agency signing


As early settlers made their way West, North America's wildlife populations dwindled because of overexploitation (including market hunting) and habitat loss. Across the continent many species - elk, pronghorn, bison, and waterfowl included - went from countless numbers to just a few thousand by the close of the 19th century. Here in Mississippi, while it may be impossible for today's hunters to believe, populations of white-tailed deer, wild turkeys, and wood ducks almost disappeared from our woods and waters.

Beginning in the late 1800s, hunters and anglers such as Teddy Roosevelt realized they needed to set limits in order to protect rapidly disappearing wildlife and to assume responsibility for managing wild country. They pushed to establish the first hunting regulations and organized many conservation groups to advocate for the protection of wildlife habitat.

These early efforts were essential to the development of the North American Model of Wildlife Conservation, the only system of its kind in the world. The model's two basic principles are that our fish and wildlife belong to all North American citizens and are to be managed in such a way that their populations will be sustained forever. These basic beliefs are best explained through a set of foundational guidelines, best remembered as the Seven Sisters for Conservation: 

  1. The Public Trust Doctrine. An 1842 U.S. Supreme Court opinion, in Martin v. Waddell, established the legal precedent that it was the government's responsibility to hold wild nature in trust for all citizens. The next three pillars reflect this fundamental doctrine.
  2. Democratic Rule of Law. Wildlife is allocated for use by citizens through laws. This protects against the rise of elites who would appropriate wildlife to themselves (as occurred in Europe). All citizens can participate, if necessary through the courts, in developing systems of wildlife conservation and use.
  3. Opportunity for All. In Canada and the United States, every man and woman has a fair and equitable opportunity under the law to participate in hunting and fishing. No one group, hunters or nonhunters, can legally exclude others from access to fame within the limitations of private property rights.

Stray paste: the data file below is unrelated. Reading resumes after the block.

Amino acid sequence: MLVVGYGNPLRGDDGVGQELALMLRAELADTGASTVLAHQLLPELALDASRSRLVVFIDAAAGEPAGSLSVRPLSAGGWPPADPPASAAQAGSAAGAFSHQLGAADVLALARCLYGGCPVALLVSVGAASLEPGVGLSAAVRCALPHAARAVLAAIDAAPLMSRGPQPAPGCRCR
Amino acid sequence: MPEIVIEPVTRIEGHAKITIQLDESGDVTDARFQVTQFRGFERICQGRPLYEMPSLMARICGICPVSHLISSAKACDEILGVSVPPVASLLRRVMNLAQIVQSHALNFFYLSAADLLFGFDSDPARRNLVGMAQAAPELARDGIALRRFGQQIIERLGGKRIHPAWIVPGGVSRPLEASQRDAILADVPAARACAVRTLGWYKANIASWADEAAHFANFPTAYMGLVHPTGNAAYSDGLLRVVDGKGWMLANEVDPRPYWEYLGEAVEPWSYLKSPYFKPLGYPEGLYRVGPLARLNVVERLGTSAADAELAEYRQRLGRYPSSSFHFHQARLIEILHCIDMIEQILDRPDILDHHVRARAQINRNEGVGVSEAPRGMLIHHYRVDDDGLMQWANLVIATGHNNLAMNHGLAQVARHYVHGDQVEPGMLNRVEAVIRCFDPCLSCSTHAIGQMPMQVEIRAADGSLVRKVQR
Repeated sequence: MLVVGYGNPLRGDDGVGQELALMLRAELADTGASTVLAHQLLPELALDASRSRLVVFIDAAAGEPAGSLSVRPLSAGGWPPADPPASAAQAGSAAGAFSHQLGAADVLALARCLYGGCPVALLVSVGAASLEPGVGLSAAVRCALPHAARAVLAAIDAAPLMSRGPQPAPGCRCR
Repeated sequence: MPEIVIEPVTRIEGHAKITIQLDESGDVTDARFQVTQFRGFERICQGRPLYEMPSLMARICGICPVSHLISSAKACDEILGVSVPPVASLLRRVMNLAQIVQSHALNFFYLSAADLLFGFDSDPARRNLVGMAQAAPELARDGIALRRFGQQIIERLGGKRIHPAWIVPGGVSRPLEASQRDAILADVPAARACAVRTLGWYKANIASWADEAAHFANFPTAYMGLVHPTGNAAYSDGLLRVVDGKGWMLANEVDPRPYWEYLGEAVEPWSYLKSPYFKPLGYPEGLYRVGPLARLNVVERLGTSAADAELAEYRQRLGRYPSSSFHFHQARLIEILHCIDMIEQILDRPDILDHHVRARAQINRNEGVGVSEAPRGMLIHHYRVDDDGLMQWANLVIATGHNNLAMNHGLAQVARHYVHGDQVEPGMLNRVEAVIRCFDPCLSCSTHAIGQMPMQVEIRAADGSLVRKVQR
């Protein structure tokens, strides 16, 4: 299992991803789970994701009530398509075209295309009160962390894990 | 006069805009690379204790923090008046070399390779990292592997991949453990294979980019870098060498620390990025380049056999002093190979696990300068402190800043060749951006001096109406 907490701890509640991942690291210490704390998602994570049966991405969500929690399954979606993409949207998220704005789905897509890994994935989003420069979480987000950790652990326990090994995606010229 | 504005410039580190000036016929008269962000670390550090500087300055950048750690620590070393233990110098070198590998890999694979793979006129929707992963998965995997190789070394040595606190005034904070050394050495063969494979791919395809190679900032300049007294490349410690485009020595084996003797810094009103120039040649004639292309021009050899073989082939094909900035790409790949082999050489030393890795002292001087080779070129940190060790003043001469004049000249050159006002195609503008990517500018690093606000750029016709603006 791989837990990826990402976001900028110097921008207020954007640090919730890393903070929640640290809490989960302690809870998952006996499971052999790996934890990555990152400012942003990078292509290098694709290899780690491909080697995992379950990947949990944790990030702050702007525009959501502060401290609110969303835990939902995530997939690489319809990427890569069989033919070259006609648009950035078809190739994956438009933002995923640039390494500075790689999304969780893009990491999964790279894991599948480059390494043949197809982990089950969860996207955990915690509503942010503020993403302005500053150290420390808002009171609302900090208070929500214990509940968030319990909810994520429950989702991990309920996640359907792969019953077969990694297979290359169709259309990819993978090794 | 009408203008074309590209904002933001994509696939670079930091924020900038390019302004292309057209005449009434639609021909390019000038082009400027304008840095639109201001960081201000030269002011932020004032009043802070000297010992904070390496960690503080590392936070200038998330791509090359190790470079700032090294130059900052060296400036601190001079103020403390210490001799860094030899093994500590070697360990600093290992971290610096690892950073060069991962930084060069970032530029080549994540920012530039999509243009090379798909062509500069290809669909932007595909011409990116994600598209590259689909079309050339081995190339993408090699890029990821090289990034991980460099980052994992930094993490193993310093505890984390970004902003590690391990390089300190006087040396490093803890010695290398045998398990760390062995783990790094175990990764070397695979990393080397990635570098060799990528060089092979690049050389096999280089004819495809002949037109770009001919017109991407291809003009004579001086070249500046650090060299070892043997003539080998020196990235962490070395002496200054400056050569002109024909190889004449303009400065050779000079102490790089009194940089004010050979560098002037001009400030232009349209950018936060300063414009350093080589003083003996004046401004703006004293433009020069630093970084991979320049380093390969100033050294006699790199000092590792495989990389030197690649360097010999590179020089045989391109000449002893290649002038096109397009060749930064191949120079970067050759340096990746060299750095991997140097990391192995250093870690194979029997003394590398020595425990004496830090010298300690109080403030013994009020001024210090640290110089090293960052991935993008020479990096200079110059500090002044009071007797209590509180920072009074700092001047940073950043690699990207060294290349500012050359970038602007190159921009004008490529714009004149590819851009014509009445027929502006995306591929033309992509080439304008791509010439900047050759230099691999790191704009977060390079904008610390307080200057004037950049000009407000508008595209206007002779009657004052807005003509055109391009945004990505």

4. Commercial Use. Hunters and anglers led the effort to eliminate markets and commercial traffic in dead animal parts, which was a huge business in the latter half of the 1800s and the early 1900s. The market killing of birds and animals decimated many species, bringing some to near extinction and others to extinction.
  5. Legitimate Use. Although laws could govern access to wildlife and ensure that all citizens had a say in its protection, there had to be guidelines as to appropriate use. This is defined as killing for food or fur, self-defense, and property protection, categories that are broadly interpreted.
  6. Science and Wildlife Policy. Interest in science and natural history was deeply ingrained in North American society, a fact reflected in the emphasis placed on recording wildlife habits and diversity by almost every major expedition charged with mapping the continent, along with the enormous popularity of amateur natural history collections. Hunters and anglers are, by habit and inclination, naturalists. Science is identified as a crucial requirement of wildlife management. For this Aldo Leopold, in his 1930 American Game Policy, credited Theodore Roosevelt, explicitly stating that science should be the underpinning of wildlife policies.
  7. International Wildlife Migratory Resources. The boundaries of states and nations are of little relevance to migratory wildlife and fish, and policies and laws for wildlife conservation have to address this reality. The Migratory Bird Treaty Act of 1918 is an excellent example of successful international cooperation.

The North American Model's comprehensive conservation principles and their scientific foundation resulted in the professional management of hunting and conservation programs. Today, it is still the hunters and anglers that support the conservation efforts that benefit wildlife populations and habitats in support of our uniquely successful conservation model. As a result, hunting and non-hunting wildlife access is now available to citizens of all social classes in the United States and Canada, something that we should be proud of and that is found nowhere else in the world!  

Text courtesy of the Council to Advance Hunting and the Shooting Sports 

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